Today's Catch

Aug 7, 2014
How does a coral spend its day? Most of us would say: not doing much. To the human eye, a coral looks relatively still, waiting in the current and hoping some food will run into its tentacles. But this video "Slow Life" by marine scientist Daniel Stoupin reveals the unseen world of "unmoving" animals coral reefs—unseen because they move too slowly for us to grasp. With their movements sped up and...Read more
Jul 23, 2014
Credit:

Brian Henderson, Flickr user stinkenroboter

The blue crab ( Callinectes sapidus ) is one of the most important commercial species in the United States, especially in the Chesapeake Bay region on the Mid-Atlantic coast. Its populations are affected by local water quality, overfishing, reproduction dynamics and bycatch amounts, and efforts to protect the region and crab species have been ongoing. Parasites can also affect the commercial...Read more
Jun 30, 2014
Credit:

Flickr user bluewavechris

Large waves are a draw for surfers, scientists and spectators alike to locations around the world. Changes to the coast and ocean floor as well as sediment flow can change the nature of a wave as it reaches shore. So when three condos were going to be built on the shore of his favorite surfing spot, a surfer turned to economics . Turns out you can quantify the value of waves by looking at how...Read more
Jun 12, 2014
Credit:

Britta Monaco/Marine Photobank

Bonaire, a small Caribbean island just north of Venezuela, is routinely ranked as a top diving destination in the world. But there's something getting in the way of beautiful dives: plastic trash. While the western coastline of Bonaire is mostly pristine, lots of plastic debris from other Caribbean islands and South America washes up on the eastern shore after being carried by currents. This...Read more
Jun 11, 2014
Instead of adding castaway fishing nets to already crowded landfills, Hawaii’s multi-partner marine debris group has developed a method of converting marine debris into usable electricity. The Nets-to-Energy Program is reducing the effects of marine debris on the ocean and keeping shorelines clean. Explore other videos that capture the beauty and mystery of the ocean realm at NOAA Ocean Today .Read more
May 14, 2014
Credit:

L. Madin, Woods Hole Oceanographic Institution (www.cmarz.org)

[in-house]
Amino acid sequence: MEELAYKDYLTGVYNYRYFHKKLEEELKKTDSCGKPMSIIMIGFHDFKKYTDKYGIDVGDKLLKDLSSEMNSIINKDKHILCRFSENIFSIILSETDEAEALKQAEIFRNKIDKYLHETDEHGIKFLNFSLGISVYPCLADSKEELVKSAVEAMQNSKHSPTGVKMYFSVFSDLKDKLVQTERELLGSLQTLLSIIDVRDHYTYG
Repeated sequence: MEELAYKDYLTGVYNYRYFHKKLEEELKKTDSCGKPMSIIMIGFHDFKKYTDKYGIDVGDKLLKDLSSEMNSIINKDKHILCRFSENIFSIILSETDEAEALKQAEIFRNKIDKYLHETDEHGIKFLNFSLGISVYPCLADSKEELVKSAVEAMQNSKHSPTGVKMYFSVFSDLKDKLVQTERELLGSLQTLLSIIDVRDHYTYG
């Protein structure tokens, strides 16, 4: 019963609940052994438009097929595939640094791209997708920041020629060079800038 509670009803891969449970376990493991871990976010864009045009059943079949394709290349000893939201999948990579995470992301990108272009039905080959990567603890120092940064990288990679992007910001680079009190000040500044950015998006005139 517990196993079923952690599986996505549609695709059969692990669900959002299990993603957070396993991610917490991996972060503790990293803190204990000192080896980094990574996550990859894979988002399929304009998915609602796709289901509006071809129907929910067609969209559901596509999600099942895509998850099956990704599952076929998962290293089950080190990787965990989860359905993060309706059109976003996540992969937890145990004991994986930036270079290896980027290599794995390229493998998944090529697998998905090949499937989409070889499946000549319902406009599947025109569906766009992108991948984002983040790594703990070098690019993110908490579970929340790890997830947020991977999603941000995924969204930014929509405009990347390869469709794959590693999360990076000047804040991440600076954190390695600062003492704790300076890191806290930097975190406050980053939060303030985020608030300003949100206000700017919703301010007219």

This colony of Rosacea may look like a single jellyfish, but it is actually a large group of smaller siphonophores clustered and living together. In fact, the zooids (individual siphonophores living in the colony) cannot survive on their own. This specimen was photographed by the Census of Marine Zooplankton , a project of the Census of Marine Life , in the Sargasso Sea in April 2006. A Rosacea...Read more
Apr 29, 2014
Credit:

NOAA Office of Response and Restoration

The Exxon Valdez oil spill occurred on March 24, 1989 when an oil tanker grounded on a reef in Alaska’s Prince William Sound. It spilled almost 11 million gallons of crude oil, which reached 1,300 miles of coastline. The spill's remote location, accessible by air or boat only, made the restoration response all the more difficult. Seabirds, mammals, fish, invertebrates, and their communities were...Read more
Apr 23, 2014
Credit:

Deano Cook/Nature's Best Photography

At night this lemon shark ( Negaprion brevirostris ) lurks at the surface, but often during the day they will lie on the ocean bottom. This behavior had been thought to save them energy, but in reality it takes energy for the shark to push water over their gills while not moving. They may be lying still to be cleaned by small fish, like the wrasse. “As nightfall was approaching and the sun...Read more
Apr 16, 2014
Credit:

© Sandra Raredon/Smithsonian Institution

The distinctive form of a winghead shark ( Eusphyra blochii ) is revealed by an X-ray image. The Winghead Shark, one of about ten species of hammerhead sharks, has its eyes set at the tips of its wide, T-shaped head, giving it superb binocular vision. Scientists in the Division of Fishes at the Smithsonian's National Museum of Natural History use X-ray images, like the one shown, to study the...Read more
Apr 14, 2014
Credit:

The Wales Inupiaq Sea Ice Dictionary, courtesy of Igor Krupnik (NMNH)

To people living in warm climates, all ice looks the same. But if you live day-in and day-out on sea ice, like the Inupiaq people of Alaska, you would find that there are many kinds of ice, all distinct. In fact, the Inupiaq have more than 100 names for different kinds of sea ice, illustrated here. A female walrus and her calf ( isavgalik ) rest on ice ( nunavait ) in the midst of scattered pack...Read more

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